The results of good mentoring in the Black community are evident and there’s no doubt that it works. But there is more work to be done and the need for more mentoring services has never been greater than it is today.
Statistics have shown that there is a continuing decline in leadership and achievement in school amongst African-American males. There has been a trend of flat out disdain for education and being perceived as smart in school.
In an article published in 2014 it was pointed out that statistically among black males, only 54 percent of African Americans graduate from high school compared to 75 percent of their Caucasian and Asian peers. Part of the problem could be because many of these African-American males are from single parent homes, and do not have fathers in their lives.
Single women do the best they can to raise their boys, but for a single mother the challenges can sometimes be too great to overcome, especially when a boy becomes a teenager. On the other end of the spectrum there are boys who are coddled to the point of not being able to function in society. There are feelings of entitlement and that everything should be done for them. It doesn’t help to do everything for these kids and make excuses for them. Society will be a tough place to be for those raised this way.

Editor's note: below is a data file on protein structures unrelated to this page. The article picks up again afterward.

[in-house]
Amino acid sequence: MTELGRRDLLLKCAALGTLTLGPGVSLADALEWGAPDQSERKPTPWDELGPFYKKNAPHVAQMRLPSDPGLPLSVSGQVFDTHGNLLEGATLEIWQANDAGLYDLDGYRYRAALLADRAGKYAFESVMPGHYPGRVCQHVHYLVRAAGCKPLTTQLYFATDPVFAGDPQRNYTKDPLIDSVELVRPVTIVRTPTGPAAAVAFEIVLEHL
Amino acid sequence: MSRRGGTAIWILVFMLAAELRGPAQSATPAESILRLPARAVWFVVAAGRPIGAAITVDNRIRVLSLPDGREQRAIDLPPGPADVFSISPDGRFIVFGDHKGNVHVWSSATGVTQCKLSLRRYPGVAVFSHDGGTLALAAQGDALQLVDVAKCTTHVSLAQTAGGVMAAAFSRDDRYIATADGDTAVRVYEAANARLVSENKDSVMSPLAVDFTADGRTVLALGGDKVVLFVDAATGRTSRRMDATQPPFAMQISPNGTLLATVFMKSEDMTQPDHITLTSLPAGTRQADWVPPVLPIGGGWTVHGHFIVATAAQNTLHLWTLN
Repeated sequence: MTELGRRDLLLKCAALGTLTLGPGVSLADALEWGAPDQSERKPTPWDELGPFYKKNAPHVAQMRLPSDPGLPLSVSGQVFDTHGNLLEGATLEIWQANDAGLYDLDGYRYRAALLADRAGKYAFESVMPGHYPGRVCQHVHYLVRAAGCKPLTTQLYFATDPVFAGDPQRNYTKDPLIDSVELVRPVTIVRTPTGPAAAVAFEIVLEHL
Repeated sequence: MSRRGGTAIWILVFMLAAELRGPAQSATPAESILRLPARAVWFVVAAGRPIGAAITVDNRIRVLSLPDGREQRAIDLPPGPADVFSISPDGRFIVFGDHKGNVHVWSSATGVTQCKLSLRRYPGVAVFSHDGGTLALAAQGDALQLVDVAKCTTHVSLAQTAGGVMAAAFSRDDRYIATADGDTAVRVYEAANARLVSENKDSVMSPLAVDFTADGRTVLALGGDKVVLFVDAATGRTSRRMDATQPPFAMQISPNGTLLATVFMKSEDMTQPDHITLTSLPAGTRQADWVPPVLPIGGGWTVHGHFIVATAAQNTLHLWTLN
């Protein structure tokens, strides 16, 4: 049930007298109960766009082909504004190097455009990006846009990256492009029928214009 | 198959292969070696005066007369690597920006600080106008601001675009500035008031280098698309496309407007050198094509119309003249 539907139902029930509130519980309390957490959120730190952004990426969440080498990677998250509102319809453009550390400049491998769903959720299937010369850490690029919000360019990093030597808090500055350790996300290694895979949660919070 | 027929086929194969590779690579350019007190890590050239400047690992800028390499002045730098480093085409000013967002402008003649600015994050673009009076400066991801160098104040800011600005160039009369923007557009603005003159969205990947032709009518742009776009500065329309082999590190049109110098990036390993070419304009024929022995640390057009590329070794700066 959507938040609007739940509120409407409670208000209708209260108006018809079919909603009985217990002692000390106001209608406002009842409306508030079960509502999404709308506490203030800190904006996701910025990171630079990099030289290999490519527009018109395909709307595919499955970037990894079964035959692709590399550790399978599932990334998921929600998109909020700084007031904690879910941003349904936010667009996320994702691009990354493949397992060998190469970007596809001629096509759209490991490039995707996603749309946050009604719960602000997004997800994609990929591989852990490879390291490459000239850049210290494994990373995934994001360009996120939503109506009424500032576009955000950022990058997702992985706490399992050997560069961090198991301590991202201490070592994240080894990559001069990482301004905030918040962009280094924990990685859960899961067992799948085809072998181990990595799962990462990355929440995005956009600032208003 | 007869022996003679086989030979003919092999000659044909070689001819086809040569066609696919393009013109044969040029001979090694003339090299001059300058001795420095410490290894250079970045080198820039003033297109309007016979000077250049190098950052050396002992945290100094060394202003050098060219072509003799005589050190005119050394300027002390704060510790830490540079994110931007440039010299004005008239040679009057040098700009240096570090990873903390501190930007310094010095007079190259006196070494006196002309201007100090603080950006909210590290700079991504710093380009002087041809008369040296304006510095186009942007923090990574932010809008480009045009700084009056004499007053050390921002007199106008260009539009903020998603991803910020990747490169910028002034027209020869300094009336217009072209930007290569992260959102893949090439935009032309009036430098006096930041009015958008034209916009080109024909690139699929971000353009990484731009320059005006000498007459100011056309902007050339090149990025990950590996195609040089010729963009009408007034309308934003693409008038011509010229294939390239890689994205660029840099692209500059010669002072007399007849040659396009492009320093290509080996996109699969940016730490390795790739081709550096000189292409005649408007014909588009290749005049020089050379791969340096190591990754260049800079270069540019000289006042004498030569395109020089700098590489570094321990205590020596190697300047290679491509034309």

This is why mentoring is so important for young African-American men. Many young African-American men are growing up with a value system that will only lead to bad things. But the good thing is that for many of these young men, all it takes is some good advice and example. Mentoring can bring a positive change and help young men with low self esteem turn their lives around. All it takes is a little help, guidance, and a positive role model to get the job done.